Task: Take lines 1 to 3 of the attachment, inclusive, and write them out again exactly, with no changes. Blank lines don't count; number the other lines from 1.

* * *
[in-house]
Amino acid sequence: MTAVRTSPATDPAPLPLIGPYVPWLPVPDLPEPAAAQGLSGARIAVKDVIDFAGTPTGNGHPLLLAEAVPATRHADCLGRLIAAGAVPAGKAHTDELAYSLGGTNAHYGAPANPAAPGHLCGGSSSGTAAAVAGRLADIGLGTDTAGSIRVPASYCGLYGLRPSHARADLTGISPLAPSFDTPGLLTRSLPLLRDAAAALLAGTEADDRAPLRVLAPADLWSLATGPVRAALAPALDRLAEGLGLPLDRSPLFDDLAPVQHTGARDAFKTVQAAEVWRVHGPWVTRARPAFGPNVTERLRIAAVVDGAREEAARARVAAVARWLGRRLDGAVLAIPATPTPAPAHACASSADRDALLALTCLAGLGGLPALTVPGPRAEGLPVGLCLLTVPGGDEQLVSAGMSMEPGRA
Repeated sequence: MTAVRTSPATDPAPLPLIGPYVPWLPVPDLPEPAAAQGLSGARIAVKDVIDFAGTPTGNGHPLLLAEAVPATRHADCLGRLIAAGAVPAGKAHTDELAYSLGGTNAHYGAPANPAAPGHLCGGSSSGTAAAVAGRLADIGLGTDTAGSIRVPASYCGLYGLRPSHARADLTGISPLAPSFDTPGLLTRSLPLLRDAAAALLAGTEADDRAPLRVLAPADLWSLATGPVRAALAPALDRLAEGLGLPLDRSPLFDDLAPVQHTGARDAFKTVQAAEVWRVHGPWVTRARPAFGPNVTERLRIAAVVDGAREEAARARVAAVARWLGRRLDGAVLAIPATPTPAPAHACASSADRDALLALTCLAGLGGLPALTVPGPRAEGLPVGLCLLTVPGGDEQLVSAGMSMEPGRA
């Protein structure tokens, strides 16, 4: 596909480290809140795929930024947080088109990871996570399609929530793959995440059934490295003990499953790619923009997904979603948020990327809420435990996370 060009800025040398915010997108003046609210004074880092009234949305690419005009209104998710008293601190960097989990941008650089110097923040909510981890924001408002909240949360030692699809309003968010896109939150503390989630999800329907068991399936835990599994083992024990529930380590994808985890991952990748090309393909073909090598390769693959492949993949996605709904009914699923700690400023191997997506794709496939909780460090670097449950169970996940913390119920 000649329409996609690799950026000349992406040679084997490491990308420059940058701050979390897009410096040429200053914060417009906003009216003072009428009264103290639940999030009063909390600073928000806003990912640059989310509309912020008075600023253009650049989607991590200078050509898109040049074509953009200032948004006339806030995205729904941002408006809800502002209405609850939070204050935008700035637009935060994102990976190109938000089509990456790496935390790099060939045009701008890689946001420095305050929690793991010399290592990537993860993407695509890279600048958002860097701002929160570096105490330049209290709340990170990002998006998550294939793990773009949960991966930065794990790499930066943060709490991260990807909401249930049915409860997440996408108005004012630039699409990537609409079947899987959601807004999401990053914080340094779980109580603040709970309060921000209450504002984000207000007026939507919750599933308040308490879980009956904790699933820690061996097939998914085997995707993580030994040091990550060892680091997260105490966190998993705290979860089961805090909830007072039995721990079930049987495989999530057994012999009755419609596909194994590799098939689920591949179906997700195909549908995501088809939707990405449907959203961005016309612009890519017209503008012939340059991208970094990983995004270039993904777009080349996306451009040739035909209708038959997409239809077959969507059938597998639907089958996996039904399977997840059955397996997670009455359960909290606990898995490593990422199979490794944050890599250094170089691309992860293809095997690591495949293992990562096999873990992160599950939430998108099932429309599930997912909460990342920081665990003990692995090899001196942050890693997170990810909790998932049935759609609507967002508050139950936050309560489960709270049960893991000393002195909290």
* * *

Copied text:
[in-house]
Amino acid sequence: MTAVRTSPATDPAPLPLIGPYVPWLPVPDLPEPAAAQGLSGARIAVKDVIDFAGTPTGNGHPLLLAEAVPATRHADCLGRLIAAGAVPAGKAHTDELAYSLGGTNAHYGAPANPAAPGHLCGGSSSGTAAAVAGRLADIGLGTDTAGSIRVPASYCGLYGLRPSHARADLTGISPLAPSFDTPGLLTRSLPLLRDAAAALLAGTEADDRAPLRVLAPADLWSLATGPVRAALAPALDRLAEGLGLPLDRSPLFDDLAPVQHTGARDAFKTVQAAEVWRVHGPWVTRARPAFGPNVTERLRIAAVVDGAREEAARARVAAVARWLGRRLDGAVLAIPATPTPAPAHACASSADRDALLALTCLAGLGGLPALTVPGPRAEGLPVGLCLLTVPGGDEQLVSAGMSMEPGRA
Repeated sequence: MTAVRTSPATDPAPLPLIGPYVPWLPVPDLPEPAAAQGLSGARIAVKDVIDFAGTPTGNGHPLLLAEAVPATRHADCLGRLIAAGAVPAGKAHTDELAYSLGGTNAHYGAPANPAAPGHLCGGSSSGTAAAVAGRLADIGLGTDTAGSIRVPASYCGLYGLRPSHARADLTGISPLAPSFDTPGLLTRSLPLLRDAAAALLAGTEADDRAPLRVLAPADLWSLATGPVRAALAPALDRLAEGLGLPLDRSPLFDDLAPVQHTGARDAFKTVQAAEVWRVHGPWVTRARPAFGPNVTERLRIAAVVDGAREEAARARVAAVARWLGRRLDGAVLAIPATPTPAPAHACASSADRDALLALTCLAGLGGLPALTVPGPRAEGLPVGLCLLTVPGGDEQLVSAGMSMEPGRA